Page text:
Ashwell Prince joins BLM debate with disputed claim - NEWS SENTRY


Post Top Ad

Responsive Ads Here

Saturday 11 July 2020

Ashwell Prince joins BLM debate with disputed claim

Web Sports : Ashwell Prince claims South Africa's team leadership brushed aside reports of spectator racism during a tour to Australia. Contemporary reports say otherwise, but other parts of Prince's social media broadside will only add fuel to a fire that has burned steadily brighter with arguments by current and former South African players for and against supporting the Black Lives Matter (BLM) movement.

Prince, who played 66 Tests and 52 ODIs from February 2002 to December 2011, tweeted on Friday: "[In] Australia [in] 2005 a number of us encountered racist incidents on the boundary. When we brought this to the attention of the leadership at lunch we were told, 'Ah, it's only some people in the crowd, not the majority. Let's get back out there.'"

Graeme Smith captained that team and Mickey Arthur was the coach. The black and brown players in the squad were Makhaya Ntini, Prince, Herschelle Gibbs, Garnett Kruger and Charl Langeveldt.

Contacted in Colombo on Friday (July 10), Arthur, now Sri Lanka's coach, recalled an incident during the first Test in Perth when Ntini reported abuse after fielding near the boundary, as did Kruger, who was targetted when he carried drinks to his teammates.

South Africa's management complained to match referee Chris Broad, and Cricket Australia (CA) arranged additional security on the boundary. Arthur said the entire team were disturbed by the episode and denied that it had been taken lightly.

A report at the time in the Melbourne Age said, "The incident prompted the ICC to reiterate its zero-tolerance stance against racism. CA vowed that the policy would be enforced and spectators ejected should such behaviour be repeated at the Boxing Day Test in Melbourne or the third Test in Sydney."

The article said Prince, Shaun Pollock and Justin Kemp were among the players who objected to the abuse, which included the word "kaffir" - the most serious racist slur used by white South Africans, many of whom have moved to Perth. Ntini was quoted as saying it was "absolutely uncalled for" and "unbearable", and that, "As a South African we are united now; we are singing one song and we play sport with one heart."

That has never been the case, according to Prince's thread of 10 hard-hitting tweets on Friday. He painted a picture of a country struggling to escape the grip of white supremacy, which has also tainted cricket. "The system is broken and has been for some time, both in society and in sport," Prince wrote.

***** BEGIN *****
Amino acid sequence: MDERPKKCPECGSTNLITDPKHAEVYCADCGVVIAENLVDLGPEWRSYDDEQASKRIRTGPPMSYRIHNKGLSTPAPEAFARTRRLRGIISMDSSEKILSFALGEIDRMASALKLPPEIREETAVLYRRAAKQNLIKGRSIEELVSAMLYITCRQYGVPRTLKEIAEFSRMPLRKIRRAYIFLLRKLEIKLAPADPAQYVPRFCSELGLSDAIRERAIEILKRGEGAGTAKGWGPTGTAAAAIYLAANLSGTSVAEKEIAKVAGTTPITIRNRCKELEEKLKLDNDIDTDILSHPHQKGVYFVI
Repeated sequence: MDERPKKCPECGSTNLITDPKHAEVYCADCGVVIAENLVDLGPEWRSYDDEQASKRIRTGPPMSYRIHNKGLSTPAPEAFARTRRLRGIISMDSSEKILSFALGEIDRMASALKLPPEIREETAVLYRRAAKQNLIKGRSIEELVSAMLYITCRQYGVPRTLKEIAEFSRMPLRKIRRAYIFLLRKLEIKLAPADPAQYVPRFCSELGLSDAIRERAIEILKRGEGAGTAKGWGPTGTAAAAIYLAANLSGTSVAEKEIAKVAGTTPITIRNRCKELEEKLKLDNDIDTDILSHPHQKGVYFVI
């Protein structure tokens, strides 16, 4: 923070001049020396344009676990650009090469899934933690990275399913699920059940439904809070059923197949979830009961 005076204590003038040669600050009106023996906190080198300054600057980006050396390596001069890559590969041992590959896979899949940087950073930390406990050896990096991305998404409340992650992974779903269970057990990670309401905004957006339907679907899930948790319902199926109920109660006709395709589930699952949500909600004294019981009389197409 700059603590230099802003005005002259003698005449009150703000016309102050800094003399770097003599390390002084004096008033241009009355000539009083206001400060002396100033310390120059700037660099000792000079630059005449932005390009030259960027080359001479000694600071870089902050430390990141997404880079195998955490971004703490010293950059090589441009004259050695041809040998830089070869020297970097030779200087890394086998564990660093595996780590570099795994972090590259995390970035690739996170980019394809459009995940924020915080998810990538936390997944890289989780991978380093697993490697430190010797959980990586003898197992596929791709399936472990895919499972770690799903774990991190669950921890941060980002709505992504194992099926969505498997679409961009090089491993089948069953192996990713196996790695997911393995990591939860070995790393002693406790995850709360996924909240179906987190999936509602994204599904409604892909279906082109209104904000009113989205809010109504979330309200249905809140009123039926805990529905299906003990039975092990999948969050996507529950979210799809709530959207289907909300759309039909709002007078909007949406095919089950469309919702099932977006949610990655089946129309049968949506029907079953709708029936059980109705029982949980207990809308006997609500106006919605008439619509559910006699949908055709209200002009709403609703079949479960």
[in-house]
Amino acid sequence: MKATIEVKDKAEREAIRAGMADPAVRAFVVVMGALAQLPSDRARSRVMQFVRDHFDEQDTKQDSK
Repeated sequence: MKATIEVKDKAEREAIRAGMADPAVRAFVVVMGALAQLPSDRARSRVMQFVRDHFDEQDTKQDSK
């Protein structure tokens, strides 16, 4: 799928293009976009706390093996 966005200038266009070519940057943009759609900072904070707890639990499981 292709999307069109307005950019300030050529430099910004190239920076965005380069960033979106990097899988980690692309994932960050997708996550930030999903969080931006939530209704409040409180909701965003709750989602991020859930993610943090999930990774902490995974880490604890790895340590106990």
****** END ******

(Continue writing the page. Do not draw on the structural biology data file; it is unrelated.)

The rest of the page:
South Africa's tour of India in November 1991 ended 21 years of their isolation from world cricket because of apartheid. But the team that took the field in the three ODIs was as white as those that purported to represent the country when it was illegal for blacks and whites to play sport together.

"And so ever since day one this narrative [that blacks don't play cricket] had to be driven and protected, and any form of transformation has been met with resistance," Prince wrote. "Real authentic change, inclusivity, non-racialism has never been able to establish itself."

On Monday, Lungi Ngidi expressed his support for BLM only to be slammed by white former players. Cricket South Africa at first hesitated to share Ngidi's stance unequivocally, only doing so on Thursday after the explosive difference of opinion between the fast bowler and the former players had been widely reported.

In a release on Friday the South African Cricketers' Association came out in strong support of Ngidi, with chief executive Andrew Breetzke quoted as saying, "Freedom of expression is an enabling right that all South Africans support. We must, therefore, respect Lungi, as a sporting role model, when he exercises his freedom of expression on the important matter of racial discrimination. To subject him to unfair criticism is to undermine his right."

Push will come to shove on July 18, when the Solidarity Cup in Centurion will herald cricket's first appearance in South Africa since the start of the coronavirus lockdown in March. Prominent messaging in favour of BLM will be expected by many, but dreaded by others. For still others, the time for mere gestures is long gone.

No comments:

Post a Comment